Forget about the benchmarks on progress in Iraq. They were an alien notion, imposed from Washington, and they're irrelevant. Also, recognize that Congress will not be able to assert any control of the war effort; the votes aren't there, for now at least. On top of that, give up on reconciliation among the Iraqis; it's not happening now, and it won't happen until a lot more water has gone over the dam.
So what's going on? President Bush, in announcing a modest troop reduction that had to happen anyway, talks about "return on success"; that's a less than clever slogan that doesn't merit further discussion. But it's still his war, and Americans need to figure out how to weigh the events of the coming weeks and months.
The administration's strategy is to keep the lid on, to the extent possible, with a heavy troop presence. The hope is that this might give the Iraqis time to work out an arrangement that will keep their country from totally disintegrating once the U.S. starts to pack up. It's a long shot, as Ambassador Ryan C. Crocker said last week, but in his view (not ours), it's the least bad course to follow. In any case, it's what will happen.
But if it is to succeed (or at least not fail too badly), it won't be because of a political accommodation at the national level. That sort of reconciliation is dead. The U.S., instead, has stumbled upon a different strategy, which is to support the emergence of regional chieftains who, in another context, would be called warlords.
This is what has happened in Anbar - although the Sunni sheik who was most helpful there was assassinated Thursday - and it is what American forces are pursuing among Shiite tribes in the south, who may be persuaded to turn against the extremist militias operating there.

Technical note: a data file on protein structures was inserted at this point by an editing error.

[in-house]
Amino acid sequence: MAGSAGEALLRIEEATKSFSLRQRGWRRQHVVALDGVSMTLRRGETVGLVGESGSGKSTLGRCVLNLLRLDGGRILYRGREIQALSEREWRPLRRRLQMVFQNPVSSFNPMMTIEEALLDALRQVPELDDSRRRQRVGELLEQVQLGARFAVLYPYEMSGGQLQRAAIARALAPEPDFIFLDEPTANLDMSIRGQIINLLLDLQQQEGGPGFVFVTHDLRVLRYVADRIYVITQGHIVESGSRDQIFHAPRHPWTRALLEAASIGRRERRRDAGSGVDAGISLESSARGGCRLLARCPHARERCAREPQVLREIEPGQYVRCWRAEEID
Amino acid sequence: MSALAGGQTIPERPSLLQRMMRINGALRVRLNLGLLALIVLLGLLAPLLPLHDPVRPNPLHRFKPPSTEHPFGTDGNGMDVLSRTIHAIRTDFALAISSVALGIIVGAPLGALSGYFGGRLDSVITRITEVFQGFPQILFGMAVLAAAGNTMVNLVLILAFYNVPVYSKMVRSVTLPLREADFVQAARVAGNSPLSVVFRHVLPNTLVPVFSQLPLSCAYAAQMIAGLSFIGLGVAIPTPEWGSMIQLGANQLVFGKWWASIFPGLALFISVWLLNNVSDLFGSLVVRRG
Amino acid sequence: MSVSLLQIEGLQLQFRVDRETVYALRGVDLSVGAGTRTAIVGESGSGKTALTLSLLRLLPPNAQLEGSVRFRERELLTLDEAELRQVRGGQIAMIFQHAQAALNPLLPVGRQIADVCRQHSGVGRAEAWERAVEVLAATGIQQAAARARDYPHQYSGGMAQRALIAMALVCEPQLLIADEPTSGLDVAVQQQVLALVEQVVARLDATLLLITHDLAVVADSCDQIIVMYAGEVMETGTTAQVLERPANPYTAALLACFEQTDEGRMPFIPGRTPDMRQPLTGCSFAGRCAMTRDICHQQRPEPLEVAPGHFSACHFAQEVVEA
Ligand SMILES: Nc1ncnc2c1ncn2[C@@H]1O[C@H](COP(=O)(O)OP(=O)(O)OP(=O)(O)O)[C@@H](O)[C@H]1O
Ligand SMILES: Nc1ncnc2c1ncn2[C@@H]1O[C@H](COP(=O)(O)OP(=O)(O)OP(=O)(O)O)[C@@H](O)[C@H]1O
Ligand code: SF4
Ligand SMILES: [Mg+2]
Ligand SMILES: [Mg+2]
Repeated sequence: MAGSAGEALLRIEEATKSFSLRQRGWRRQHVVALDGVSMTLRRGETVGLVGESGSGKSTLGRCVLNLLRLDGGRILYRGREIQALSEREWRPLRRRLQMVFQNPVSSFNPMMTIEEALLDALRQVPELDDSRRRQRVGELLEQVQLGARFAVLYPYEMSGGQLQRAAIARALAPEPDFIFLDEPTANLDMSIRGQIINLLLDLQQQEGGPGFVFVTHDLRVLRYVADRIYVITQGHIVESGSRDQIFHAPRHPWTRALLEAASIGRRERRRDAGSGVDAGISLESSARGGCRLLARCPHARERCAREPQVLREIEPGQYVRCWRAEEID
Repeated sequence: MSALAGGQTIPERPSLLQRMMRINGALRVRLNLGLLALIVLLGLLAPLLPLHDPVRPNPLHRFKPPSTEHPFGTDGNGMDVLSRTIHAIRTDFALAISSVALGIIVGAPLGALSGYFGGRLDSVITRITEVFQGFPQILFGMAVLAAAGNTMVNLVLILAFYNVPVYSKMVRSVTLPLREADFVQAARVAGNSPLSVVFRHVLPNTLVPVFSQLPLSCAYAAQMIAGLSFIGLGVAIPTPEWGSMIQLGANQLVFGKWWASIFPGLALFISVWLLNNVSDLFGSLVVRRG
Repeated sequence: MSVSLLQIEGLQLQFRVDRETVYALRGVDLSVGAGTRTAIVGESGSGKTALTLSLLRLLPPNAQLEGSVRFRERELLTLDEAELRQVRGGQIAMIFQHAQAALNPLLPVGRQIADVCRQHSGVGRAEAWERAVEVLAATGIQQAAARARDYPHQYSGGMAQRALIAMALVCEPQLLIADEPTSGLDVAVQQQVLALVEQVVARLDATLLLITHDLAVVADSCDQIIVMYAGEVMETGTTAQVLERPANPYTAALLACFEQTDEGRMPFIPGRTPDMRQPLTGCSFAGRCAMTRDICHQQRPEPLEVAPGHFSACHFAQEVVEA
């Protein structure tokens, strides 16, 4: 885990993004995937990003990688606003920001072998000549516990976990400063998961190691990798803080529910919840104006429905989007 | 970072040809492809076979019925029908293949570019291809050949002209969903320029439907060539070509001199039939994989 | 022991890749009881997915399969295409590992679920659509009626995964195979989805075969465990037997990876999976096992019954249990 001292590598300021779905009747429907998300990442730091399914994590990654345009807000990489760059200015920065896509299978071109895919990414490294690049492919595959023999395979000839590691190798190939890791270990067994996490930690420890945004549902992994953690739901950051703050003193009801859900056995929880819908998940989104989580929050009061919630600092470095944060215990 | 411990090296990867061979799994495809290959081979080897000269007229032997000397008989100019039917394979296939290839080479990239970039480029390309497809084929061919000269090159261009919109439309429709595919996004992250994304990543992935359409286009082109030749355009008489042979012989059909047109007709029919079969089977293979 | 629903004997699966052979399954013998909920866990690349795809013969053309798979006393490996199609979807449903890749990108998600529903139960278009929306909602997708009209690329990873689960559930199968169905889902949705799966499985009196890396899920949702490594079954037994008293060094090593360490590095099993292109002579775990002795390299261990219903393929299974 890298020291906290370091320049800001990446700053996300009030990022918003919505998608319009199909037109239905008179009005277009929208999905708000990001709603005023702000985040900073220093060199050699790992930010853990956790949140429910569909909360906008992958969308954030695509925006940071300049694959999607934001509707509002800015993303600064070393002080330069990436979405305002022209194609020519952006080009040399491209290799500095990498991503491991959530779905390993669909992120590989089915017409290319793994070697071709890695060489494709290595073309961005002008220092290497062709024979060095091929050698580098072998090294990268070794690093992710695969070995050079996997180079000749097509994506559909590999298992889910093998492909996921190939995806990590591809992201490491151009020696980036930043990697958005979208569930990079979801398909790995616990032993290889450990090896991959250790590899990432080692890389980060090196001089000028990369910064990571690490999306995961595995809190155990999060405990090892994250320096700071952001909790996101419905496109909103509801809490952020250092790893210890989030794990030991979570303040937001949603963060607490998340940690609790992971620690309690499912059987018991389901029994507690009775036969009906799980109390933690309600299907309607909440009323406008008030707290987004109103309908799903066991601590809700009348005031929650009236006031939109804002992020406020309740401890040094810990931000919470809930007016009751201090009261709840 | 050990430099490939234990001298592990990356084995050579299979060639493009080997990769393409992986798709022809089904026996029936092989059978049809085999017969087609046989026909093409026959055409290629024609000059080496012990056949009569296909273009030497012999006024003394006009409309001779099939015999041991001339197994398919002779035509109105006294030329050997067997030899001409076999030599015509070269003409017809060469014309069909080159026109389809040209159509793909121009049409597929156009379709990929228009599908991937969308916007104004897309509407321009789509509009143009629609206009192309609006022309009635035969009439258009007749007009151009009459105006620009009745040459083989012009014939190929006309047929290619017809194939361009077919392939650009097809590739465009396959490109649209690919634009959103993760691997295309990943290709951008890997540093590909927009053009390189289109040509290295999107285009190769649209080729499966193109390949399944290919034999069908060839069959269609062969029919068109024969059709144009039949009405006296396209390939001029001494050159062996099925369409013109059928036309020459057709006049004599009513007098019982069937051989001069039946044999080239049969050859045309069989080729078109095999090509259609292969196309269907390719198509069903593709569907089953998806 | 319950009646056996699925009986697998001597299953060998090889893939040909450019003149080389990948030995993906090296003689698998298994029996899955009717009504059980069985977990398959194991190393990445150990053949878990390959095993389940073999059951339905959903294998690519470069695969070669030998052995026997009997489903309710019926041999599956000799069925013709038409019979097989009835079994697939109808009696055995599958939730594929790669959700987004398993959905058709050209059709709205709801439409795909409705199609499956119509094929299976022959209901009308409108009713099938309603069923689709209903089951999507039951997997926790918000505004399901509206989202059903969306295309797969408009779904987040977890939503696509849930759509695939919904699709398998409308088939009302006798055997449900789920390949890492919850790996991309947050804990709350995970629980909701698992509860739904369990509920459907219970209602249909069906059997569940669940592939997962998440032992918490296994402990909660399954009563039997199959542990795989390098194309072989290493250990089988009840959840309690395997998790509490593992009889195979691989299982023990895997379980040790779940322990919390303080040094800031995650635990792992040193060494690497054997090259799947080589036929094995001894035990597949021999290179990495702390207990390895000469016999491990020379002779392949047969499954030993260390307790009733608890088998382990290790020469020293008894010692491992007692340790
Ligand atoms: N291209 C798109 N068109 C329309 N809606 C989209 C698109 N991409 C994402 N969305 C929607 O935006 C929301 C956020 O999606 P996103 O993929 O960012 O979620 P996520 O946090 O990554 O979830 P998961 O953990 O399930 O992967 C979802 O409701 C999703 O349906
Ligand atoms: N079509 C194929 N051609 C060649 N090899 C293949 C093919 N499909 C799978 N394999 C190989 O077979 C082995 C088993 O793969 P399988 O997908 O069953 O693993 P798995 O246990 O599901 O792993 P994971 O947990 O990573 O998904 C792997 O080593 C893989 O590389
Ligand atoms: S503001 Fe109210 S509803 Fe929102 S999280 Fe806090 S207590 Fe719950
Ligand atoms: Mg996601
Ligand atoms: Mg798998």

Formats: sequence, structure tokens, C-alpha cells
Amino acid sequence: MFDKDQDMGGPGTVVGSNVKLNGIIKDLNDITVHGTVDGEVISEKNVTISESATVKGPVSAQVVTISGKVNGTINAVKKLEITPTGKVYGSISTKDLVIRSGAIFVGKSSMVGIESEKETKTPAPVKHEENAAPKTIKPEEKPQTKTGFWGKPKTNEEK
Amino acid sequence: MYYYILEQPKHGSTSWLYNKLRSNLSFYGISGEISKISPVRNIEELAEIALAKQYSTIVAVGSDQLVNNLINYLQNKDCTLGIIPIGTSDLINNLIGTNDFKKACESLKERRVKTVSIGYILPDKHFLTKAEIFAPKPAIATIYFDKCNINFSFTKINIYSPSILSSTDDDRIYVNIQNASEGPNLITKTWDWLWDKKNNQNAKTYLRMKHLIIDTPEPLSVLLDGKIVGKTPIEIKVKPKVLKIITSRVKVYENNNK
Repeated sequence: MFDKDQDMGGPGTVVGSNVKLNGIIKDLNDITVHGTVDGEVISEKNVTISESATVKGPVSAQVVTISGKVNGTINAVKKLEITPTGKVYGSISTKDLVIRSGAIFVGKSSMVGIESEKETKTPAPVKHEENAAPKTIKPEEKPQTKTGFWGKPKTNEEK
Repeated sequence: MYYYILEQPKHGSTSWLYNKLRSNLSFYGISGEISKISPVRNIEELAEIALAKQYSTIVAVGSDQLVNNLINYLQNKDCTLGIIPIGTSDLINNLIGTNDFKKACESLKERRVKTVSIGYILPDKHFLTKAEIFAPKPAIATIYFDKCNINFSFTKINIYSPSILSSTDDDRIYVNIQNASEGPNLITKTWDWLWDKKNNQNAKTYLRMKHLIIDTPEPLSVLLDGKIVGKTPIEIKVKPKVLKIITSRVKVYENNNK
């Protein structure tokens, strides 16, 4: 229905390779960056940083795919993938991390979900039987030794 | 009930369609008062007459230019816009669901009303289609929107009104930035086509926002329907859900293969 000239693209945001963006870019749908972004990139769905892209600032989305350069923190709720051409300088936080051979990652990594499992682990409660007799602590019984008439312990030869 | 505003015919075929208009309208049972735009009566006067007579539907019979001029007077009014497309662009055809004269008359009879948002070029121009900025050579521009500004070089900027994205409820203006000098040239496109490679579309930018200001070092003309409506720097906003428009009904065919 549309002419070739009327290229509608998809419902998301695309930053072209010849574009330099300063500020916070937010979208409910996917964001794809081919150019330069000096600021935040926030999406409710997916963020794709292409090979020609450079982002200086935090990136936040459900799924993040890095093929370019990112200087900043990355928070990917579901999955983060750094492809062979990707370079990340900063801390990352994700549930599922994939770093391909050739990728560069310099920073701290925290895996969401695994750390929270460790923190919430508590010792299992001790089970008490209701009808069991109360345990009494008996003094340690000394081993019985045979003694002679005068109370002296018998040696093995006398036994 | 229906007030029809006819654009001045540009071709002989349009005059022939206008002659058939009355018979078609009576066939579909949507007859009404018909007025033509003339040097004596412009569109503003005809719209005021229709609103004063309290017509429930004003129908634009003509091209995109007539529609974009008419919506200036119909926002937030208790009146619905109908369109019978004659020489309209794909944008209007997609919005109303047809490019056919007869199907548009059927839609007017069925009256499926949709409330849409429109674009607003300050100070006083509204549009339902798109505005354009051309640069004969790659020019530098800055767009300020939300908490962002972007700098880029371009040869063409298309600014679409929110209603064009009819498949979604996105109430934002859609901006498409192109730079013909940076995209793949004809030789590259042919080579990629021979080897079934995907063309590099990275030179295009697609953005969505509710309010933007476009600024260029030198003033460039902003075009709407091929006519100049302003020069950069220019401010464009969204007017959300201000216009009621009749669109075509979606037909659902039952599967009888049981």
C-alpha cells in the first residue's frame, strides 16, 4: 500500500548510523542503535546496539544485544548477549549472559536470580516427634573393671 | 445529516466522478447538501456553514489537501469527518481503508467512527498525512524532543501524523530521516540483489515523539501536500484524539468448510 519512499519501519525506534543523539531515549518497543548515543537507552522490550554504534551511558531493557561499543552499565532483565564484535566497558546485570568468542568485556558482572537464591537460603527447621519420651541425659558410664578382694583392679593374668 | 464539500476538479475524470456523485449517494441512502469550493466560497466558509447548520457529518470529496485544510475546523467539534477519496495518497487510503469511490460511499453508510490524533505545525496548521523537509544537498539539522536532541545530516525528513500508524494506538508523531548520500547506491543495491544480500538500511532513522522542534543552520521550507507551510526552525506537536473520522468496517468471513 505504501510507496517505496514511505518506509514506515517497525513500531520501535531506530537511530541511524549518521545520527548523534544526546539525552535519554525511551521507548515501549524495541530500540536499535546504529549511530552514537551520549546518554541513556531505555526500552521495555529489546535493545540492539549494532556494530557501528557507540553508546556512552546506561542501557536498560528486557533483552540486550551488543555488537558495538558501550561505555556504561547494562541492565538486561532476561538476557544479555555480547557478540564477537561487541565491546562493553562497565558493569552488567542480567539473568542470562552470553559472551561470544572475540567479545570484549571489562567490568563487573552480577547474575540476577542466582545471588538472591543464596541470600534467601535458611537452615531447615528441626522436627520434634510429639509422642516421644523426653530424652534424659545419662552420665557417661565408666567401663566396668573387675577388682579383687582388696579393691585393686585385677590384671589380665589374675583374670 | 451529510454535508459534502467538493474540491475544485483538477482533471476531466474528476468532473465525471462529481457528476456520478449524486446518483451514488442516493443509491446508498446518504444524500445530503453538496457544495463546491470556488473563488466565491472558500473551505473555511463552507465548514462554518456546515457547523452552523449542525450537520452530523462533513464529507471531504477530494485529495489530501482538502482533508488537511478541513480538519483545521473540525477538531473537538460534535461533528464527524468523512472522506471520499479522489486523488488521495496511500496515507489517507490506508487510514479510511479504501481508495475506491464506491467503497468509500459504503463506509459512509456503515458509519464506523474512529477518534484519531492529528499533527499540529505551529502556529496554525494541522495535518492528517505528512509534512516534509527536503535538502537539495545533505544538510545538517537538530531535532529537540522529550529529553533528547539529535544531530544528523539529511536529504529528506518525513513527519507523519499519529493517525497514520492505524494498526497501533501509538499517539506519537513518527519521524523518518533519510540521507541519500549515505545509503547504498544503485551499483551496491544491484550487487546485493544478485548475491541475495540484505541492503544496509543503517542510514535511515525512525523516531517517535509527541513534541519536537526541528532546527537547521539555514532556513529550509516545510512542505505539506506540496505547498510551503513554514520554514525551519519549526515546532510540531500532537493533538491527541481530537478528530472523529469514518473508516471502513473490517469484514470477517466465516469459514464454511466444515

If, region by region, the U.S. can sponsor one man or one organization with a monopoly on local violence, then it will have created a warlord system. It's difficult to imagine that working out, but if it does, and if those warlords can be ushered into what amounts to a cold war among one another, Iraq could be spared the worst.
The likelihood of this, in our view? Very, very slim. Warlords tore Afghanistan apart. Failure, moreover, could result in the precipitate American withdrawal from Iraq that President Bush is so determined to avoid, instead of the measured and strategic reduction in force that could be launched right now, while U.S. strength is intact.
Nonetheless, this ad hoc policy is the slender reed upon which a resolution in Iraq depends. Watch to see whether the U.S. succeeds in propping up regional strongmen. It may be the next best thing to success.